The first course in the McDaniel Romance Writing Program was Reading Like a Writer. I never used to read through a writer’s filter. Now, I think I read every book that way. I recently re-read one of my favorite Jayne Ann Krentz books – Family Man. JAK hits the reader right up front with the two main characters and the main conflict. She gradually adds in a host of other characters, keeps the main conflict right up front throughout and circles right back around to make the last scene echo the first scene. All of that is stuff we learned that is supposed to be there. All that stuff makes for good fiction.
We learned lots of don’ts, too. Don’t start with sitting and thinking, or worse, driving and thinking. Be careful with lots of narrative description right up front, avoid loads of back-story, don’t head-hop, start when the conflict starts, etc. However, I have read books that I enjoy that do those things that shouldn’t be done and they don’t get in the way of my enjoyment of the book. I loved Death Angel and Up Close and Dangerous by Linda Howard and there is a lot of narrative description and back-story without action on the part of the main characters for pages. Nora Roberts changes point of view in a single scene. I know that drives a lot of people crazy but doesn’t bother me when Roberts does it. One of my favorite NR books is Angels Fall which starts with driving and thinking. Some of Susan Elizabeth Phillips’ books have stretches in the middle where the two main characters aren’t in the same state, much less the same scene. Of course, these are all examples from great fiction writers with long lists of best sellers to their names.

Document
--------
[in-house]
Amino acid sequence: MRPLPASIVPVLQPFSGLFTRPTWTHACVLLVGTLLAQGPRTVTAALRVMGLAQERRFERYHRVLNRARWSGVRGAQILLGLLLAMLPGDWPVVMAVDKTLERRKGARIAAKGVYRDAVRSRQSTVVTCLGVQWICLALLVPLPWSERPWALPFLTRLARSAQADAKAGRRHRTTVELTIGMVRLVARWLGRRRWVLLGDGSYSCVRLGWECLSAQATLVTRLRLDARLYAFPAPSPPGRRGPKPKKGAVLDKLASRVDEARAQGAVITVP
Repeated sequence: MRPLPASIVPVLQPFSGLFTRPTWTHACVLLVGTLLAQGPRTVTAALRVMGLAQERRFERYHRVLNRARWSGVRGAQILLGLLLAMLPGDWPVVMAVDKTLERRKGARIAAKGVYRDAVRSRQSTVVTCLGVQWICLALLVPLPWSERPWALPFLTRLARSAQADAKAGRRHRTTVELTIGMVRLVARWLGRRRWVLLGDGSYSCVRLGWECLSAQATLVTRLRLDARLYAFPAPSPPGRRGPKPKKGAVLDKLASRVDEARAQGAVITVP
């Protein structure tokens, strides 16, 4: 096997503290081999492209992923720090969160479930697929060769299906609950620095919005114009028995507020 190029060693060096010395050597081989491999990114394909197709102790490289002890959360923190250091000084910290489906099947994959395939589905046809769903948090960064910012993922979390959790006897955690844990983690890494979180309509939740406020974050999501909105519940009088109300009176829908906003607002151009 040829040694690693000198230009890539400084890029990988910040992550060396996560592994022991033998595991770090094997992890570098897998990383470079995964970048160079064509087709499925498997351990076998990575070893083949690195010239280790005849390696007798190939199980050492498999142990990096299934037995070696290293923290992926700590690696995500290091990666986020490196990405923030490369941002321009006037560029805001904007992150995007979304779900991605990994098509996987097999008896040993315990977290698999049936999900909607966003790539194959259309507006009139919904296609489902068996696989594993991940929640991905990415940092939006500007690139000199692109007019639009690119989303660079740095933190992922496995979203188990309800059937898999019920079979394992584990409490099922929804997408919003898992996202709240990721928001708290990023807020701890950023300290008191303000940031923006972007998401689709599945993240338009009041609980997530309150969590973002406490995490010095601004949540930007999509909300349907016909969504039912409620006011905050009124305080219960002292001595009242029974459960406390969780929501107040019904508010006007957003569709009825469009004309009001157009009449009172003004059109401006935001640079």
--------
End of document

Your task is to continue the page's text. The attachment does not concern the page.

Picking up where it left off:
At the same time, there are books that I read after all I learned in Reading Like a Writer in which the author does some of those no-no’s and I’m tempted to throw the book against the wall. A few of these have been best sellers, even super-mega-sellers with movies made from them and I can’t finish them, and certainly don’t understand how so many people thought they were so good.
I keep reminding myself of these personal preferences as I struggle through my current manuscript (which is giving me a horrible, overwhelming fit right now). Every scene in the first draft doesn’t have to be perfect. There can be stretches of narrative, sitting and thinking, head hopping, and back-story. It just has to be on the page. And maybe some of those no-no’s will stay because they work. And some will go. Hopefully, some readers will love it. And I know some will want to throw it down the stairs.
Do your reading preferences conform to the rules of good fiction? Do you have pet peeves in reading that translate to your writing?